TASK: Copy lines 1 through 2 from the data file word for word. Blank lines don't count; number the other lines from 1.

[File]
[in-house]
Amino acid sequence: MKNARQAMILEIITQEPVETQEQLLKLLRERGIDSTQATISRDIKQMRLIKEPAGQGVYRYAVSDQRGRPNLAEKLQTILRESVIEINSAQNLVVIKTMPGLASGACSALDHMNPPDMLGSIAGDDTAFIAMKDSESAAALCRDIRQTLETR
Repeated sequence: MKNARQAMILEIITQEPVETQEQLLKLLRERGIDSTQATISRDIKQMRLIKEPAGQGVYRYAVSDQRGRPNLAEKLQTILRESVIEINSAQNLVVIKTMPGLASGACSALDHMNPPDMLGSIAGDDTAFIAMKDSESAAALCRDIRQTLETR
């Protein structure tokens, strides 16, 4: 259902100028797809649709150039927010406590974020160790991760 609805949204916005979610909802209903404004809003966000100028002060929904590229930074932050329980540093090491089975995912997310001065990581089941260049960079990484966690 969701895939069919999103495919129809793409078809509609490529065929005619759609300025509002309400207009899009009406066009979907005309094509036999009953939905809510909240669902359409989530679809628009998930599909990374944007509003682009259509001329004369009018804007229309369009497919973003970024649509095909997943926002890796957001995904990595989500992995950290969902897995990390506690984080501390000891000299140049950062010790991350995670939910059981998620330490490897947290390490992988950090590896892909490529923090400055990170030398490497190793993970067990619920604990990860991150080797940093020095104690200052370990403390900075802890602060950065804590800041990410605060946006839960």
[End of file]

[in-house]
Amino acid sequence: MKNARQAMILEIITQEPVETQEQLLKLLRERGIDSTQATISRDIKQMRLIKEPAGQGVYRYAVSDQRGRPNLAEKLQTILRESVIEINSAQNLVVIKTMPGLASGACSALDHMNPPDMLGSIAGDDTAFIAMKDSESAAALCRDIRQTLETR